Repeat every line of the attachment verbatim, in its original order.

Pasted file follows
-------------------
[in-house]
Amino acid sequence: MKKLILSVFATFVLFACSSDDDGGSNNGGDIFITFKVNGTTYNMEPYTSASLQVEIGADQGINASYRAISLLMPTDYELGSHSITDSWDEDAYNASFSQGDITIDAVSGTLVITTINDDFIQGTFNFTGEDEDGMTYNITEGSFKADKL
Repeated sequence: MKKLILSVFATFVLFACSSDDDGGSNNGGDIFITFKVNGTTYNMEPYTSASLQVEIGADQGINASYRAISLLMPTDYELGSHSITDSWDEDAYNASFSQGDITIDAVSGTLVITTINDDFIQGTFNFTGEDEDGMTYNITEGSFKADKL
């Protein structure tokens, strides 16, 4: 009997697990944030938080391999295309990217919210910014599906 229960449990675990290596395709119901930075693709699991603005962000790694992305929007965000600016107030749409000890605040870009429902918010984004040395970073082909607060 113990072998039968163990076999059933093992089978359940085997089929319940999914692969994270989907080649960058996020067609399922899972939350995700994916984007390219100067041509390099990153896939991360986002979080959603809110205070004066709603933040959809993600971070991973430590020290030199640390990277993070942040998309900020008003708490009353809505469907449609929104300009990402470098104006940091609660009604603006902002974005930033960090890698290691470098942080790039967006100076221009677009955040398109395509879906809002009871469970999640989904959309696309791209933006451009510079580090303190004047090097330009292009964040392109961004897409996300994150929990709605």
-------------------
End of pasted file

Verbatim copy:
[in-house]
Amino acid sequence: MKKLILSVFATFVLFACSSDDDGGSNNGGDIFITFKVNGTTYNMEPYTSASLQVEIGADQGINASYRAISLLMPTDYELGSHSITDSWDEDAYNASFSQGDITIDAVSGTLVITTINDDFIQGTFNFTGEDEDGMTYNITEGSFKADKL
Repeated sequence: MKKLILSVFATFVLFACSSDDDGGSNNGGDIFITFKVNGTTYNMEPYTSASLQVEIGADQGINASYRAISLLMPTDYELGSHSITDSWDEDAYNASFSQGDITIDAVSGTLVITTINDDFIQGTFNFTGEDEDGMTYNITEGSFKADKL
């Protein structure tokens, strides 16, 4: 009997697990944030938080391999295309990217919210910014599906 229960449990675990290596395709119901930075693709699991603005962000790694992305929007965000600016107030749409000890605040870009429902918010984004040395970073082909607060 113990072998039968163990076999059933093992089978359940085997089929319940999914692969994270989907080649960058996020067609399922899972939350995700994916984007390219100067041509390099990153896939991360986002979080959603809110205070004066709603933040959809993600971070991973430590020290030199640390990277993070942040998309900020008003708490009353809505469907449609929104300009990402470098104006940091609660009604603006902002974005930033960090890698290691470098942080790039967006100076221009677009955040398109395509879906809002009871469970999640989904959309696309791209933006451009510079580090303190004047090097330009292009964040392109961004897409996300994150929990709605």